Progress in multiplayer is based on a per-player basis. Each time you begin a co-op game with someone you haven't played with before, you'll start from scratch. In one respect, this makes sense. Due to the progressive nature of the challenges, it's not unreasonable to want players to experience them chronologically. That said, this implementation almost guarantees that folks won't be playing a whole lot of co-op with random strangers, unless they simply want to play the first dozen levels over and over again. Once you've beaten a puzzle, the game lets you go back and replay it with the same partner; however, there's not much incentive to do so once the puzzle has already been solved. (I was pleased to note, however, that the PC to PS3 co-op test session I conducted with Shacknews' Steve Watts worked quite well for several levels, until the server crashed.) Portal 2 also includes an in-game store, where players can spend real money on hats and other cosmetic enhancements for their co-op robots, including extra gestures and taunts. Though these knick-knacks only run a buck or two each, I still can't quite get my head around purchasing such stuff for a linear, puzzle-based experience. Unless Valve plans on releasing reasonably-priced co-op level packs at a regular clip (which I'd happily purchase), spending extra cash on virtual swag that only my co-op friends will see seems pretty ridiculous. I had an absolute blast playing through both of Portal 2's campaigns, but I'm not sure that there's much reason for me to play through them again, beyond wanting to re-experience the witty script and impeccable voice-acting. A striking lack of replayability aside, Portal 2 still manages to serve up some of the best solo and cooperative experiences I've had in quite some time, thanks to its great puzzles and truly memorable characters. Provided that your notion of a game's value isn't tied too heavily to the number of hours you spend playing (or replaying) it, I'd highly recommend seeing what Aperture Science has in store for you this time. You monster.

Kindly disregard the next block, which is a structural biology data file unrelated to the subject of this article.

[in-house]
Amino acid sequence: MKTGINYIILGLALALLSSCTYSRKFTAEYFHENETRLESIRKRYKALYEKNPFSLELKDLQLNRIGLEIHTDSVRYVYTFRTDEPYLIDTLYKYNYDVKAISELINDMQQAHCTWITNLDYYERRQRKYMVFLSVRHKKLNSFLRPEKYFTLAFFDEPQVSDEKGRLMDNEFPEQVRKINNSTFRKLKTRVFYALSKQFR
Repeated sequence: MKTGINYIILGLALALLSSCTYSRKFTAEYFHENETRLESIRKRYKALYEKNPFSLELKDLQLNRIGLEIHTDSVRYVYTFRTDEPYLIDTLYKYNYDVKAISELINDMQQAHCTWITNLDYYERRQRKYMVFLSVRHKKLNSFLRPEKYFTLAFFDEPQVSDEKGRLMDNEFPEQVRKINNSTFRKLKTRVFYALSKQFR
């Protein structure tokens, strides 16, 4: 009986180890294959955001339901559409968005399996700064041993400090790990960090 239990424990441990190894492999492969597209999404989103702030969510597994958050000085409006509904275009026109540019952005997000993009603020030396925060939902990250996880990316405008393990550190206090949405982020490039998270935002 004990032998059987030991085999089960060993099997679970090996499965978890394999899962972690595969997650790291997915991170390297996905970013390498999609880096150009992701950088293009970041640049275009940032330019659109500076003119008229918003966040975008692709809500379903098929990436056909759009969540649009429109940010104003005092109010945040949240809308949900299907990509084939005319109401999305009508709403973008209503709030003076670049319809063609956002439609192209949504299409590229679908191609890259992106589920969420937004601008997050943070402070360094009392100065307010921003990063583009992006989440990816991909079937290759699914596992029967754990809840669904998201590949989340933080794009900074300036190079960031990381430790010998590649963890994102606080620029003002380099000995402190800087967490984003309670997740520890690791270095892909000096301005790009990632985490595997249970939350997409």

'Whatever you do, don't press that button!'